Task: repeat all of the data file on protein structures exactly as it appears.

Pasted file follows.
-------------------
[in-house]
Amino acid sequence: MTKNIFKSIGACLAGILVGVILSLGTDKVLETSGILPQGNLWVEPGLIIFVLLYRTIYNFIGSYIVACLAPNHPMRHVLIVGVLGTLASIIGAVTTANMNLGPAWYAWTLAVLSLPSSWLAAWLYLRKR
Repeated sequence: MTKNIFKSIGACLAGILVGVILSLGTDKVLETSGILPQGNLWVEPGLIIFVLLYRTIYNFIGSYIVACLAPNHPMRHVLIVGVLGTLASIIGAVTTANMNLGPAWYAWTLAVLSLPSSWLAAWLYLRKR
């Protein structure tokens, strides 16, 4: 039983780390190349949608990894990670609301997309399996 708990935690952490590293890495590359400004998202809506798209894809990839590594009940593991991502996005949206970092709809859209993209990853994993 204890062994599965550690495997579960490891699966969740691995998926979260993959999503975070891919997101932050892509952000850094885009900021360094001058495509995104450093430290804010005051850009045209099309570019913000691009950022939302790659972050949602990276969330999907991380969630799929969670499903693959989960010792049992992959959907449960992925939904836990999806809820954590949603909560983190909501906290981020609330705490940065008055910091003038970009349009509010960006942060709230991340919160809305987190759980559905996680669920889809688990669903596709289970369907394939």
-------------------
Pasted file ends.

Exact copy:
[in-house]
Amino acid sequence: MTKNIFKSIGACLAGILVGVILSLGTDKVLETSGILPQGNLWVEPGLIIFVLLYRTIYNFIGSYIVACLAPNHPMRHVLIVGVLGTLASIIGAVTTANMNLGPAWYAWTLAVLSLPSSWLAAWLYLRKR
Repeated sequence: MTKNIFKSIGACLAGILVGVILSLGTDKVLETSGILPQGNLWVEPGLIIFVLLYRTIYNFIGSYIVACLAPNHPMRHVLIVGVLGTLASIIGAVTTANMNLGPAWYAWTLAVLSLPSSWLAAWLYLRKR
């Protein structure tokens, strides 16, 4: 039983780390190349949608990894990670609301997309399996 708990935690952490590293890495590359400004998202809506798209894809990839590594009940593991991502996005949206970092709809859209993209990853994993 204890062994599965550690495997579960490891699966969740691995998926979260993959999503975070891919997101932050892509952000850094885009900021360094001058495509995104450093430290804010005051850009045209099309570019913000691009950022939302790659972050949602990276969330999907991380969630799929969670499903693959989960010792049992992959959907449960992925939904836990999806809820954590949603909560983190909501906290981020609330705490940065008055910091003038970009349009509010960006942060709230991340919160809305987190759980559905996680669920889809688990669903596709289970369907394939």